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Pharmacological restoration and therapeutic targeting of the B-cell phenotype in classical Hodgkin's lymphoma

Item Type:Article
Title:Pharmacological restoration and therapeutic targeting of the B-cell phenotype in classical Hodgkin's lymphoma
Creators Name:Du, J. and Neuenschwander, M. and Yu, Y. and Daebritz, J.H.M. and Neuendorff, N.R. and Schleich, K. and Bittner, A. and Milanovic, M. and Beuster, G. and Radetzki, S. and Specker, E. and Reimann, M. and Rosenbauer, F. and Mathas, S. and Lohneis, P. and Hummel, M. and Doerken, B. and von Kries, J.P. and Lee, S. and Schmitt, C.A.
Abstract:Classical Hodgkin's lymphoma (cHL), although originating from B-cells, is characterized by the virtual lack of gene products whose expression constitutes the B-cell phenotype. Epigenetic repression of B-cell-specific genes via promoter hypermethylation and histone deacetylation as well as compromised expression of B-cell-committed transcription factors were previously reported to contribute to the lost B-cell phenotype in cHL. Restoring the B-cell phenotype may not only correct a central malignant property, but render cHL susceptible to clinically established antibody therapies targeting B-cell surface receptors or small compounds interfering with B-cell receptor signaling. We conducted now a high-throughput pharmacological screening based on more than 28,000 compounds in cHL cell lines carrying a CD19 reporter to identify drugs that promote re-expression of the B-cell phenotype. Three chemicals were retrieved that robustly enhanced CD19 transcription. Subsequent chromatin immunoprecipitation-based analyses indicated that action of two of these compounds was associated with lowered levels of the transcriptionally repressive lysine 9-trimethylated histone H3 mark at the CD19 promoter. Moreover, the anti-leukemia agents all-trans retinoic acid and arsenic trioxide (ATO) were found to reconstitute the silenced B-cell transcriptional program and reduce viability of cHL cell lines. When applied in combination with a screening-identified chemical, ATO evoked re-expression of the CD20 antigen, which could be further therapeutically exploited by enabling CD20 antibody-mediated apoptosis of cHL cells. Furthermore, restoration of the B-cell phenotype also rendered cHL cells susceptible to the B-cell Non-Hodgkin's lymphoma-tailored small compound inhibitors Ibrutinib and Idelalisib. In essence, we report here a conceptually novel, re-differentiation-based treatment strategy for cHL.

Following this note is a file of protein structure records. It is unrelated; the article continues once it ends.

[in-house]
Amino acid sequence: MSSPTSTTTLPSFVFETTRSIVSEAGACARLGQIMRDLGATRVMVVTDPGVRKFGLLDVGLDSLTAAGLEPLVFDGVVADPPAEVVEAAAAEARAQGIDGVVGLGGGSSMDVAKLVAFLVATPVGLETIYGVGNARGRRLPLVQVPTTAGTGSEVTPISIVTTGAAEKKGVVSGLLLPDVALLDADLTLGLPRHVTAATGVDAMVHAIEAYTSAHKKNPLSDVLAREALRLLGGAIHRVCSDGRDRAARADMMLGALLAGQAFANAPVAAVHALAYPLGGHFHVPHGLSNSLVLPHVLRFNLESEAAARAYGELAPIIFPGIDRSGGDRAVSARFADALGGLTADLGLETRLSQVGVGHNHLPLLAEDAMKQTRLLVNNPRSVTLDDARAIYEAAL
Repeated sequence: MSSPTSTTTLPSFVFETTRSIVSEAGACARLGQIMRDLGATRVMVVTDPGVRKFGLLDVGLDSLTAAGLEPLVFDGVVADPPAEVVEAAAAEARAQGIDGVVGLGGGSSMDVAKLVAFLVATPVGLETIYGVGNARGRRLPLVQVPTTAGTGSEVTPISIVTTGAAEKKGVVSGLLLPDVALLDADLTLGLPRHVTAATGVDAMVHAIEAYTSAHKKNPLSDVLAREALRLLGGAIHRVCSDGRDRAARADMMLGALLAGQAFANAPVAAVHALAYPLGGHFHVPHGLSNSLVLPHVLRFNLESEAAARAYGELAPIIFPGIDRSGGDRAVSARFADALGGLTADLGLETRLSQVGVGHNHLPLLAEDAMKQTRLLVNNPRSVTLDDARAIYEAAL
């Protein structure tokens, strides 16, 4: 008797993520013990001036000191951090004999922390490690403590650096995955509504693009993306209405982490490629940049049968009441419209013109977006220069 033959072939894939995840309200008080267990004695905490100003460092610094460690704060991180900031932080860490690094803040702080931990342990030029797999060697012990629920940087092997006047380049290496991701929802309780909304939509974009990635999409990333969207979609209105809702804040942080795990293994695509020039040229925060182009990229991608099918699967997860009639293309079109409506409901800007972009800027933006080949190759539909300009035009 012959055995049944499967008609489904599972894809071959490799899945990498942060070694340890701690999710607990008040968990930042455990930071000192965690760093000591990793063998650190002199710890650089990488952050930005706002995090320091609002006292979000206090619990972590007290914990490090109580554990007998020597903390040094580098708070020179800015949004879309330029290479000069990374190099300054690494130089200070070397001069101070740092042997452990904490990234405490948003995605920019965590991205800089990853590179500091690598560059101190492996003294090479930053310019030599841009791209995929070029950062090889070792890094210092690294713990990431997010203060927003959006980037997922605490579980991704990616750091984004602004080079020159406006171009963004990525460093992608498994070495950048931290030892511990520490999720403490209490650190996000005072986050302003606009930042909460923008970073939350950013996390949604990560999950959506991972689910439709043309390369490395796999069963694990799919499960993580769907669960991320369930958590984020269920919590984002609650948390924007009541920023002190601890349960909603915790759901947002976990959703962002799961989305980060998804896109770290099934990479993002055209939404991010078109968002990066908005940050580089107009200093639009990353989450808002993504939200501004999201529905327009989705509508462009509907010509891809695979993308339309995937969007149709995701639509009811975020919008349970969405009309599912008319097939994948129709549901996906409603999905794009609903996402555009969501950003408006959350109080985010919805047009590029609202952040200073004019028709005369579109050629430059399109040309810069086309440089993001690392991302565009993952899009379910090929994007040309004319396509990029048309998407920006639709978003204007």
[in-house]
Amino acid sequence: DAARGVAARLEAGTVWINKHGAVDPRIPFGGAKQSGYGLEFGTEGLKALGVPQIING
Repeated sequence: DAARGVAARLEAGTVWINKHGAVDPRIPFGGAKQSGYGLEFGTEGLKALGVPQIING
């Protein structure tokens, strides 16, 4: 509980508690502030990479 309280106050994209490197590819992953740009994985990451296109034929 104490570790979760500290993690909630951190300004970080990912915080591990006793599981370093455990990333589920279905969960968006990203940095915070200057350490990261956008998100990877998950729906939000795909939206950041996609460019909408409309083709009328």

Keywords:Antineoplastic Agents, B-Lymphocytes, CD20 Antigens, Cell Differentiation, Chromatin Immunoprecipitation, Cultured Tumor Cells, Flow Cytometry, High-Throughput Screening Assays, Hodgkin Disease, Phenotype, Polymerase Chain Reaction, Transcriptome
Source:Blood
ISSN:0006-4971
Publisher:American Society of Hematology (U.S.A.)
Volume:129
Number:1
Page Range:71-81
Date:12 January 2017
Official Publication:https://doi.org/10.1182/blood-2016-02-700773
PubMed:View item in PubMed

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